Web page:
MICAH offers ministries for body, mind and spirit including contemplative and silent prayer, meditation, spirituality, spiritual direction, and retreat center.  The Family Practice and Integrative Medicine Center also offers holistic health and healing services including integrative, complimentary, alternative, and natural medicine, replacement therapy, natural healing, natural menopause, bio-identical hormones, and replacement therapy.

Reflections on Space

MICAH is space. Below are reflections on this theme written by Erik. We trust you will find words of wisdom in these reflections.

MICAH is space...

No not the final frontier, but we do encourage people to boldly go where they may not have gone before. We live a culture of busy-ness. We race around and fill our schedules and days as full as possible and even call others lazy if they do not do the same. A frequent measure of success is how many activities we are involved in.

The church often is the same way, offering program after program and driving its pastors and youth workers to exhaustion. "If we just work hard enough we will prove that we have been saved" is a sad derivation of the Protestant Work Ethic that seems to have seeped into much of American life. It is sad because it so limits Christ’s redeeming grace.

We recently heard a story about a youth worker who was reprimanded by his Senior Pastor because he wasn’t offering something for the kids on every day of the month. This is insanity! It is also in dire conflict with the image that Jesus suggests and models.

Jesus takes time to go off on his own in prayer and commends the woman Mary for just sitting at his feet while her sister Martha complains about the lack of help for all the house chores. This is a lived expression of the Psalmist who writes, “Be still and know that I am God?”

God clearly thought rest and space important enough to include in the Ten Commandments (Sabbath) right up there with do not murder.

In spiritual formation we need space and time to sit at Jesus’ feet. We must make space so that we can notice God's voice in our lives. We must allow ourselves and our needs and our busy-ness to quiet so that we can pay attention to the One who longs for us. If we are intent on relationship with the Holy we must make a spacious place within us for the Holy Breath to be breathed.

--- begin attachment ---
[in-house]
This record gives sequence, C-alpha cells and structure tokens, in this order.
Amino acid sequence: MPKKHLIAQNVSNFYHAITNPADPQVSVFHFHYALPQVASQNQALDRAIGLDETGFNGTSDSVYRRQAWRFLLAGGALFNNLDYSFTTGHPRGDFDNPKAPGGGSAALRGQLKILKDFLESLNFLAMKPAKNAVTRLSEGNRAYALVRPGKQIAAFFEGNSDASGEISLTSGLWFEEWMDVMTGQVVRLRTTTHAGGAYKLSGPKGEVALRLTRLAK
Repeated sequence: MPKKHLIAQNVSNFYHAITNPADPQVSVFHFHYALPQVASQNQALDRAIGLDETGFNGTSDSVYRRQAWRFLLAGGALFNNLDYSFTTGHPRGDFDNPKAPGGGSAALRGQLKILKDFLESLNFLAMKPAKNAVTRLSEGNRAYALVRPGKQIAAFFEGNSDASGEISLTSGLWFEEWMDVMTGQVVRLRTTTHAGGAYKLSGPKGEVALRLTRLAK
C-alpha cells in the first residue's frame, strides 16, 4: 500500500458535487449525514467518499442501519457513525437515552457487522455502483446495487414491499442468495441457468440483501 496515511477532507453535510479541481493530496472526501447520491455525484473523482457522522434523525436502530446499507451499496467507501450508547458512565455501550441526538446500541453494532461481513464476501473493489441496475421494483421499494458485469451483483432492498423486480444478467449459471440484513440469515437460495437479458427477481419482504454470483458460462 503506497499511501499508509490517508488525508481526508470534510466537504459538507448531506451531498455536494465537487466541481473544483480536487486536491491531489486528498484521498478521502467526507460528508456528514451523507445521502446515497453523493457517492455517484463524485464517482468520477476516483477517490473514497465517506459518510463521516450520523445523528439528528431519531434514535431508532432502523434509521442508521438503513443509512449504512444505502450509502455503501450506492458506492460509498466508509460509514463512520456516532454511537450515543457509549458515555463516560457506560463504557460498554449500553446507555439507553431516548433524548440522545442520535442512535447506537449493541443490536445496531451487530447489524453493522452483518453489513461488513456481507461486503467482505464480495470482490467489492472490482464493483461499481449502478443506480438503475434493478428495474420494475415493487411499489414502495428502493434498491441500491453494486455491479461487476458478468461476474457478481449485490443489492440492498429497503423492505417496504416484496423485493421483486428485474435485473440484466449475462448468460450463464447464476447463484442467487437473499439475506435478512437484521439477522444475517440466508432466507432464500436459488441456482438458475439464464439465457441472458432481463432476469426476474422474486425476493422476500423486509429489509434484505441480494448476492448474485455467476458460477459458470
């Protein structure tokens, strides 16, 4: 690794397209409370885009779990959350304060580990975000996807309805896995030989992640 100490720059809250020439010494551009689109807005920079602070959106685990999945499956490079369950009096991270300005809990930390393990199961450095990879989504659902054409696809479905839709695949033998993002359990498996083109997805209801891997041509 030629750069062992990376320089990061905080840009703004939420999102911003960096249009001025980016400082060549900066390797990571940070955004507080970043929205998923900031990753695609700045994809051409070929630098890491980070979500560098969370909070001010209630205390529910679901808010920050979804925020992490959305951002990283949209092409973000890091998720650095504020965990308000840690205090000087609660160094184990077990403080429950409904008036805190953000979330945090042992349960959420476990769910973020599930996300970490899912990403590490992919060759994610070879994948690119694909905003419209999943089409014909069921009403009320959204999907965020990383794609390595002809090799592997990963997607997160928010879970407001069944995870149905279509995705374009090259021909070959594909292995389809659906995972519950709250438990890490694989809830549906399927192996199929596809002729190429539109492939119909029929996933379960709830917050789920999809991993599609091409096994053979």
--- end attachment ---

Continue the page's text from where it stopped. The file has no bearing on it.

A boa constrictor kills its prey by tightening its coils at every exhale so that gradually the animal has no space to draw breath. This is a good metaphor for our busy-ness and activity squeezing out that open space for God. This constricting inevitably results in our own ill health: anxiety, stress, illness, exhaustion, and many other symptoms which are becoming quite commonplace in our society.

When people come to MICAH we are intent on providing this space and amazed at how shocked people are that there can be such space- and how good it feels. We place a priority on encouraging people to begin the practice of solitude and silence and allow it to deepen within them as they spend time here. This is a beginning in the process (yes, it takes time to build this practise) of carving out this space for God. It leads to not only outer space in our schedule but inner space within our hearts, minds, and souls: a space in which we can notice the grace of God at work in our lives! The practice is very simply spending time by ourselves without music, papers, books, cell phones or pagers. As simple as it is, it can also be difficult at the beginning especially if this is a drastic departure from our normal routine of a crammed day. Often we find that we are first faced with ourselves and all our 'stuff'- both good and bad. We have nowhere to hide and cannot cover up our issues and our self with our scheduling or activities any more. In the silence, in the space, we realize it is just us and God. Isn’t that the goal of the spiritual life?! As disciples of Jesus isn’t that what we are searching for?? Isn’t that what this church thing is all about? It is found in space. May you find time and space within which to meet and know the Holy One.


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